Quick, what's the greatest threat to a smoker's health? Lung cancer is a good guess, and a wrong answer. Cigarettes cause 124,000 lung-cancer deaths in America each year, but they kill even more people (138,000) via heart disease. Smokers suffer heart attacks at twice the rate of nonsmokers--and they're less likely to survive them. Fortunately, these effects are reversible. Quit smoking, and your risk of a heart attack drops almost immediately, returning to that of a never-smoker within five to 15 years. Breaking the addiction isn't easy--some 40 percent of smokers try each year, and most of them fail. But a failed attempt is not a final defeat. What distinguishes successful quitters is their willingness to keep trying. Smoking cessation is a marathon, not a 50-yard dash, and winning takes practice. Here are some strategies for reaching the finish line.
Think ahead. It often helps to set a date to quit and to spend some time preparing yourself for the challenges you'll encounter. The first ones are physiological. Tobacco smoke delivers nicotine, a powerful psychoactive drug, to the nervous system. Most smokers become irritable, restless, anxious or depressed when they try to go without it, and many have trouble concentrating and sleeping. Fortunately, these withdrawal symptoms are transient. They usually peak within two to three days and then wane steadily. So think beyond the discomfort of the moment. If you can make it to day four, life will get easier.
Use crutches. Medical treatment makes the transition easier. Nicotine administered through patches, gums, lozenges, inhalers or nasal sprays can alleviate withdrawal symptoms, and the prescription drug Zyban (bupropion) can help reduce craving. Studies suggest that quitters who use any of these aids double the chances of success. For best results, you should continue using them for two to three months.
Change your routine. Nicotine isn't the only reason quitting smoking is hard. Cigarettes become a part of a smoker's everyday routine. If you're accustomed to lighting up whenever you have a cup of coffee, finish a meal or encounter a stressful situation, you may need to recondition yourself. Simple tricks can help you sidestep temptation. Some people try switching from coffee to tea for a while, or using a toothpick as an after-dinner pacifier. New rituals are easy to adopt, and they quickly become old ones.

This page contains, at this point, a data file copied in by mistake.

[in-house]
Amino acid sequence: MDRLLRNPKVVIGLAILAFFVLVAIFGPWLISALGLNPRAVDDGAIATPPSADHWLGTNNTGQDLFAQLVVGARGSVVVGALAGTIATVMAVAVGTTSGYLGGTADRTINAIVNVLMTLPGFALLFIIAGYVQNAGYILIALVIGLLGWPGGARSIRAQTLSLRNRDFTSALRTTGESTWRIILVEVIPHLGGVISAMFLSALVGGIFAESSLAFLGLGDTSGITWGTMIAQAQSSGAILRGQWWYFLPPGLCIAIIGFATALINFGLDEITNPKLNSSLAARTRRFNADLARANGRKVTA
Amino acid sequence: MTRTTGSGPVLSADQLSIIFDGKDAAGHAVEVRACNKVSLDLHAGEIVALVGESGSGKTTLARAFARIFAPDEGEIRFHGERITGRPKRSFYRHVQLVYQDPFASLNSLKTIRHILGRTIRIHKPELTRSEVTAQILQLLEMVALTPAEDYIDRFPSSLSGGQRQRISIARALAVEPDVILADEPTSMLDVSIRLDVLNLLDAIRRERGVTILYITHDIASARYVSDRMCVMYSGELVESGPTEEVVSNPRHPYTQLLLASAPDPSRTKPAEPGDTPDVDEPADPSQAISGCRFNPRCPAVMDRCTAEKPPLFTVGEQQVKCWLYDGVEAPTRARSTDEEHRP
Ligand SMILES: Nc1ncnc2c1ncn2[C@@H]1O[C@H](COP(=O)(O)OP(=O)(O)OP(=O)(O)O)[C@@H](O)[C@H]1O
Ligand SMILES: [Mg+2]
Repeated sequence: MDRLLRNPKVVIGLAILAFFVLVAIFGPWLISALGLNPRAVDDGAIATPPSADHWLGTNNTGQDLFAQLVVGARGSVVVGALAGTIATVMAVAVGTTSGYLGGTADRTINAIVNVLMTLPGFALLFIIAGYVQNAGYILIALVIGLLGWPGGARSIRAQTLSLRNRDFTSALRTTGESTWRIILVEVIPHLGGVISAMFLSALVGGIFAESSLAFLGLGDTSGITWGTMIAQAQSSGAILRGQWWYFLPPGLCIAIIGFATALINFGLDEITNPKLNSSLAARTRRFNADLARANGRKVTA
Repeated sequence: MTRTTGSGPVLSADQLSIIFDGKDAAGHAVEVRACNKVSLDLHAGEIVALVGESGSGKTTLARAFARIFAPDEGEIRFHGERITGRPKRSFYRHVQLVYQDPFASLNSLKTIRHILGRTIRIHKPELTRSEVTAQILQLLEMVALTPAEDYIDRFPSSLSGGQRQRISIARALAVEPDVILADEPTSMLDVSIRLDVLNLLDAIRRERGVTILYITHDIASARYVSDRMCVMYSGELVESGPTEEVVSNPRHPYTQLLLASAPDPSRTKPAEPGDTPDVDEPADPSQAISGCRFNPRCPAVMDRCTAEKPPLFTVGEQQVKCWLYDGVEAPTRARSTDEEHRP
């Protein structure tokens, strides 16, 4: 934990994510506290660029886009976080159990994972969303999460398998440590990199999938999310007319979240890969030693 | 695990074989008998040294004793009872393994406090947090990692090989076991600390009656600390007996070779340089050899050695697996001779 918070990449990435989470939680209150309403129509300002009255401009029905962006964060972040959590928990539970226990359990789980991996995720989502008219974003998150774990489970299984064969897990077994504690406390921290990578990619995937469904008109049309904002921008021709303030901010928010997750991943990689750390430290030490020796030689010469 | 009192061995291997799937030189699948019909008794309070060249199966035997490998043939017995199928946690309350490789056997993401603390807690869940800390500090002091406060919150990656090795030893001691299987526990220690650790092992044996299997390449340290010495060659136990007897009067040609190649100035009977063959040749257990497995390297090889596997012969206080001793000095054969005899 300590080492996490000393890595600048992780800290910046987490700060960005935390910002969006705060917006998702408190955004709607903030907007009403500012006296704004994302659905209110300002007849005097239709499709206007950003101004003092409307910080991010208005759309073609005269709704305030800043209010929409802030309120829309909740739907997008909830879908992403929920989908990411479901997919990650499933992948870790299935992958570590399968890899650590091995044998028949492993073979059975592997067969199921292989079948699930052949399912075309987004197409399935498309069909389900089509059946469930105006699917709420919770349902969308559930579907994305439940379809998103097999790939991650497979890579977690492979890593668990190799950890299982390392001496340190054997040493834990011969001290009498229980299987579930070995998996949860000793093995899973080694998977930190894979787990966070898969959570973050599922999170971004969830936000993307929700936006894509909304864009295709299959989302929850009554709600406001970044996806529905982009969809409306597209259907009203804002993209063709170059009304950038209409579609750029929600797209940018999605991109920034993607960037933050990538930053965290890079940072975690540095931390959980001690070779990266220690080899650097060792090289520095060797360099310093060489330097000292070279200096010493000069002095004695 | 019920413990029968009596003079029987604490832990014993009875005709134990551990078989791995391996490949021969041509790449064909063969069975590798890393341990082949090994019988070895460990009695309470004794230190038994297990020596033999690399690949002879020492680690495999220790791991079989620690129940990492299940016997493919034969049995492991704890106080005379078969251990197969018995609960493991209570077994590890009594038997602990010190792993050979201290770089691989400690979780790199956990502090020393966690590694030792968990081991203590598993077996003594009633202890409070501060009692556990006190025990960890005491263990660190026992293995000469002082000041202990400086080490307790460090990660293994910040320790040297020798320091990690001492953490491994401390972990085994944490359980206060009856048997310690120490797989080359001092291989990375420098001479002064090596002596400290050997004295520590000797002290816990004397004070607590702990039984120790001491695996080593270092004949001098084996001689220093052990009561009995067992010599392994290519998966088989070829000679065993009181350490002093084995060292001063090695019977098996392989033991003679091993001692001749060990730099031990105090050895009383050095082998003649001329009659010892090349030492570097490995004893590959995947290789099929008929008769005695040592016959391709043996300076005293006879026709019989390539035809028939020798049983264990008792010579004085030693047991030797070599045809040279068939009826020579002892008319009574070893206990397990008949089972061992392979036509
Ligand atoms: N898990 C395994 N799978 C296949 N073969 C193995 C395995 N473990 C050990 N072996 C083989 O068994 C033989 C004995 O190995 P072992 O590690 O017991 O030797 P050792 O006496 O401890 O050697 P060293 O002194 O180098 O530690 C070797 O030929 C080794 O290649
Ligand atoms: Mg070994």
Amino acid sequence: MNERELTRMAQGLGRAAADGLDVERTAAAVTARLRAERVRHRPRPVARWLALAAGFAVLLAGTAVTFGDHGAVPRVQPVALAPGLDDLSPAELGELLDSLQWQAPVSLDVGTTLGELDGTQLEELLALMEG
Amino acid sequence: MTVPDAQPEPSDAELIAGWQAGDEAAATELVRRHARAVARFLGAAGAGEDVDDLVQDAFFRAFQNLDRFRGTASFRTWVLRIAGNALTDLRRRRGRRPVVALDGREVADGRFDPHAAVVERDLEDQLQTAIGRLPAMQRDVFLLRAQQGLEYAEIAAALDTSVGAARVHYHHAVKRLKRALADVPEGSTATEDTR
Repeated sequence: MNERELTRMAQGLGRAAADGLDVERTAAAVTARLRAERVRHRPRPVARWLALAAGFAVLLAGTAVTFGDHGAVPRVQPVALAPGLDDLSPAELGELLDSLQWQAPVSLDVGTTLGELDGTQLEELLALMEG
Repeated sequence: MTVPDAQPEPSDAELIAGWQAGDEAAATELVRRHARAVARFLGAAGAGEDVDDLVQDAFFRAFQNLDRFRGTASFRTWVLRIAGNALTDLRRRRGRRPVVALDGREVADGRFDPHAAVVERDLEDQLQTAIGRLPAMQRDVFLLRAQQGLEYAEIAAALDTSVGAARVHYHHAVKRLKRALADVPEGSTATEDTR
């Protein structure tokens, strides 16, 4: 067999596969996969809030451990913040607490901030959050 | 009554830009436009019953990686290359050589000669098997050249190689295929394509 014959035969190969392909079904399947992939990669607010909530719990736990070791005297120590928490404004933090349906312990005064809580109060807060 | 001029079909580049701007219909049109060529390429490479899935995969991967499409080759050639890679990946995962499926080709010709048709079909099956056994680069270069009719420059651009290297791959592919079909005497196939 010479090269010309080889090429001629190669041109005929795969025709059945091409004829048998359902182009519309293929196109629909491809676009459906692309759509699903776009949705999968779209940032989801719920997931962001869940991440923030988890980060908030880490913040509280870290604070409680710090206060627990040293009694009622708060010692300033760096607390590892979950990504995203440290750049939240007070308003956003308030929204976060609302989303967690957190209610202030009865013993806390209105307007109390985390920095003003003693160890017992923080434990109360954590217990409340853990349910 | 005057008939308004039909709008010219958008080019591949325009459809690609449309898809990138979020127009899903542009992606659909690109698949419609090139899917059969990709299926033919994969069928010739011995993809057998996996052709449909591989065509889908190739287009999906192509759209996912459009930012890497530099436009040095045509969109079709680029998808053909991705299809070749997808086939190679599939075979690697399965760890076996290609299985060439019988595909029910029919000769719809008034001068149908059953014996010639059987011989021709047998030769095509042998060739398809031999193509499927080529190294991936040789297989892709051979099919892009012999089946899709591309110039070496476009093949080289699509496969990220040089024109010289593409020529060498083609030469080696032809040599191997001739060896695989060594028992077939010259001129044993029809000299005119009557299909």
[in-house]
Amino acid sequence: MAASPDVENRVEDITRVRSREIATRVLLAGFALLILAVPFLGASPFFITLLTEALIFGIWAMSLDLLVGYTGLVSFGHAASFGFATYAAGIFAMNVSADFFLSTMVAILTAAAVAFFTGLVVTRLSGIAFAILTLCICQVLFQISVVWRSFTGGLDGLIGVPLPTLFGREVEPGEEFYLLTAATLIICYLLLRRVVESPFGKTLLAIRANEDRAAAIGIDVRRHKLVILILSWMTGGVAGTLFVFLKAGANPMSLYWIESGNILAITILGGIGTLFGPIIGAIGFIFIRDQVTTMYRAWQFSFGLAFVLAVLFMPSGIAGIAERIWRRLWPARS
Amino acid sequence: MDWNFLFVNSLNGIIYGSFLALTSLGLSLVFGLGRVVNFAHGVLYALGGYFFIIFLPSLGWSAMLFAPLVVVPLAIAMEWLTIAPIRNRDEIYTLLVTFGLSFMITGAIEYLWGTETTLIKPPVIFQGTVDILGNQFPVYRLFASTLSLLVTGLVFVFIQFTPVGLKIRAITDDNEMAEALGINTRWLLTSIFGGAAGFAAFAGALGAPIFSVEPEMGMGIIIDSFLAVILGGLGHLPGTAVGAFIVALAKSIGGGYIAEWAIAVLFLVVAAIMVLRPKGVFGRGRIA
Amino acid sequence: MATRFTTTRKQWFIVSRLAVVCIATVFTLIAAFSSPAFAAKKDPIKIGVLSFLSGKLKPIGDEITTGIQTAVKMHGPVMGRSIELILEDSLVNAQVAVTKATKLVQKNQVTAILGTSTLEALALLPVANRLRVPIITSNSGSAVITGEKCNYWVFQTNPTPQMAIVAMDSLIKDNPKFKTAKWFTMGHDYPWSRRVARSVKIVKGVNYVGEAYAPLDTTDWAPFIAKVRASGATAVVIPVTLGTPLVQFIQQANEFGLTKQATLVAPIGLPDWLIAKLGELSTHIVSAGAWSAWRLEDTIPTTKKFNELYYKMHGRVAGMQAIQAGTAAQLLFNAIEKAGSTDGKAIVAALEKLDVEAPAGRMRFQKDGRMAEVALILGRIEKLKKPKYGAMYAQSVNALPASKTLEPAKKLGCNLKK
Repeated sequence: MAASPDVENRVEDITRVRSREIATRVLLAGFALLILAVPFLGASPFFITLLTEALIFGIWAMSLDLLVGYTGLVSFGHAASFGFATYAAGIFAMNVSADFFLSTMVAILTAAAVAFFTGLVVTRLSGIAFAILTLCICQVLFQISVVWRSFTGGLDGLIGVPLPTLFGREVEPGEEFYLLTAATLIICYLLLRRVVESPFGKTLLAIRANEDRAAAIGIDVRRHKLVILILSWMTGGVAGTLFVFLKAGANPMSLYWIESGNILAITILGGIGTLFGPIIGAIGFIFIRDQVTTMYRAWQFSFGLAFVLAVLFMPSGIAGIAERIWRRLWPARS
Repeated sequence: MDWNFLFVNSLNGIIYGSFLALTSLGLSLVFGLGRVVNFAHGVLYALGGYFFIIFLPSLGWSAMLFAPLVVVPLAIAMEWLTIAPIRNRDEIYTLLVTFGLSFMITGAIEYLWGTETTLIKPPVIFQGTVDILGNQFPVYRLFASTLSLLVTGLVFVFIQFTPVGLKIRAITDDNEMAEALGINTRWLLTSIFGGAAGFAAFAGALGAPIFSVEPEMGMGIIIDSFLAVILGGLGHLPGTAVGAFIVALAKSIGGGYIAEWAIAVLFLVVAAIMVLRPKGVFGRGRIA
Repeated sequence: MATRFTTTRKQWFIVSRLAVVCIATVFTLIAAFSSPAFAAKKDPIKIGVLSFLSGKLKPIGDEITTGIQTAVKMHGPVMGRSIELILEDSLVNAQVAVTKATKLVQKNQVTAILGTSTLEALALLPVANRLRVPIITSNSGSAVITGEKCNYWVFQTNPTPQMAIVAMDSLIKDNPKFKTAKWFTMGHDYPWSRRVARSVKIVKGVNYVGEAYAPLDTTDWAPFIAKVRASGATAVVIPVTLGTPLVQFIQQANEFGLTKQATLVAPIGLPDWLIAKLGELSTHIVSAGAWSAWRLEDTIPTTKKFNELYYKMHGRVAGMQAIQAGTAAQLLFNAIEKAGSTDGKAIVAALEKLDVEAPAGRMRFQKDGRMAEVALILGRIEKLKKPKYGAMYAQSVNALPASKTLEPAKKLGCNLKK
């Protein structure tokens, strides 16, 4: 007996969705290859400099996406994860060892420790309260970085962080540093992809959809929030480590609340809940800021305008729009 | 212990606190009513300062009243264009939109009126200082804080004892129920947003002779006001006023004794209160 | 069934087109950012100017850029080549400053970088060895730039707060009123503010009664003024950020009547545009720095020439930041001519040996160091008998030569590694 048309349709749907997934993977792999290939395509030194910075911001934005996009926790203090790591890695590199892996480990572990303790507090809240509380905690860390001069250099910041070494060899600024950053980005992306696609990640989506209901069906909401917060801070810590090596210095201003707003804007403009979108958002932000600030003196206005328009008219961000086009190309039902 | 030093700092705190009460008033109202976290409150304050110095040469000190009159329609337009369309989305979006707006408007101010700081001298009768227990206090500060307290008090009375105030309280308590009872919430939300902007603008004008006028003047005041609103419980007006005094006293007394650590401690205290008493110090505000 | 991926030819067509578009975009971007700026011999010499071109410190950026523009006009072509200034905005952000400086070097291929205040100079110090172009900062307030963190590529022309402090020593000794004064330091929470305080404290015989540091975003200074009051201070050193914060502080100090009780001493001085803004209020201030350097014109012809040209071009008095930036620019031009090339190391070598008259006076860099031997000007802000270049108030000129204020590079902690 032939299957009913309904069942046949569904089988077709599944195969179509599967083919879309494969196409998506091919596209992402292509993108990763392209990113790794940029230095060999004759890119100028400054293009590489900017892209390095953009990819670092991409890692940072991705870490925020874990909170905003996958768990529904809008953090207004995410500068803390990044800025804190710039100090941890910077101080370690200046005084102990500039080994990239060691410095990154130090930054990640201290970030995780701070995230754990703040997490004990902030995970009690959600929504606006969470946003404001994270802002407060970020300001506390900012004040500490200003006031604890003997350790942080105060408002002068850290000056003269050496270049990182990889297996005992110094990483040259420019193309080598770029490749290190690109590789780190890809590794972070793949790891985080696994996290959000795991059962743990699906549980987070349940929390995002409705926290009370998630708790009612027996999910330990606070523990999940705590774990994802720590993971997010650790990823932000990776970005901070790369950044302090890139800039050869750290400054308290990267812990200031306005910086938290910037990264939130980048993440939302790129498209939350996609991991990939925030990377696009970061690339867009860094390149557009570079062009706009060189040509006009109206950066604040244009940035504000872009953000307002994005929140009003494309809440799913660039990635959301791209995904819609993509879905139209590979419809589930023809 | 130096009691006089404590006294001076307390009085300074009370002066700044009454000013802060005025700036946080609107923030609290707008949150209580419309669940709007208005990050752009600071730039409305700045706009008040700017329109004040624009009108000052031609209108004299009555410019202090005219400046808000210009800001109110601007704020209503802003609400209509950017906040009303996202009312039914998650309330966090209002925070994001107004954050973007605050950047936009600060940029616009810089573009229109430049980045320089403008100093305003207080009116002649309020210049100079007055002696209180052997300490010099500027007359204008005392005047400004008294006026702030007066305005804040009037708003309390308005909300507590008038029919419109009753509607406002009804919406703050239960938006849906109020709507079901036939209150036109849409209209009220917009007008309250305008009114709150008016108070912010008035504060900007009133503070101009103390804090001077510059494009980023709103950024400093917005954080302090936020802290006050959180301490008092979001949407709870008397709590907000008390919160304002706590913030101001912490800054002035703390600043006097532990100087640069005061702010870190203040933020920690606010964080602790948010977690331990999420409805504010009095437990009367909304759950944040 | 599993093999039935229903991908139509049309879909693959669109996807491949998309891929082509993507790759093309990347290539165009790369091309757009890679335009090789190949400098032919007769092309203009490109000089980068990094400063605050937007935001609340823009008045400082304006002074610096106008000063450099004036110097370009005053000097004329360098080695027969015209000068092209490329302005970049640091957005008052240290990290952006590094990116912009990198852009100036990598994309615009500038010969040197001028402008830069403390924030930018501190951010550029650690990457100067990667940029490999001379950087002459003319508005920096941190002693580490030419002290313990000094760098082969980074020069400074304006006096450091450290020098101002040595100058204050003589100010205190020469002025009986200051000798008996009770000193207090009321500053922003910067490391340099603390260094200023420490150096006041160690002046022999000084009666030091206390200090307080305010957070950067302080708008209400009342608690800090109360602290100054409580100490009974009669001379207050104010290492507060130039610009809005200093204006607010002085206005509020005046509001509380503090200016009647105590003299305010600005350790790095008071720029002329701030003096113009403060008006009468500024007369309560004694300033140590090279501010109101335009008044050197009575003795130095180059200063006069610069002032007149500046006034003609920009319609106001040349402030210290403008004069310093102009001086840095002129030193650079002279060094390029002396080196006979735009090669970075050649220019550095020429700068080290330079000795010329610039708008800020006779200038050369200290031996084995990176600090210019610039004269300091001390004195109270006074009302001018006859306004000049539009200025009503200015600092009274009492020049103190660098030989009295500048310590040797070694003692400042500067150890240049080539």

Seek support. Quitting is easier if you have people to lean on, so don't go it alone. Friends, co-workers and family members can provide much-needed moral support, especially if they've been through the process themselves. Physicians and psychotherapists can offer valuable counseling. And though smoking-cessation programs can't guarantee results, they can increase your chances of success. Free information and counseling are now available nationwide at 800-QUIT-NOW or through Web sites such as smokefree. gov, cdc.gov/tobacco and quitnet.com.
Smoking is a powerful addiction, but it can be beat. Former smokers now outnumber current ones in this country, and indoor-smoking bans are giving people new incentives to quit. Medicines now in development could soon make smoking cessation easier, but no one should wait for them. Today's treatments are effective, and too few smokers are benefiting from them.
RIGOTTI, AN ASSOCIATE PROFESSOR OF MEDICINE AT HARVARD MEDICAL SCHOOL, DIRECTS THE TOBACCO RESEARCH AND TREATMENT CENTER AT MASSACHUSETTS GENERAL HOSPITAL. FOR MORE INFORMATION ON SMOKING CESSATION, GO TO HEALTH.HARVARD.EDU/NEWSWEEK.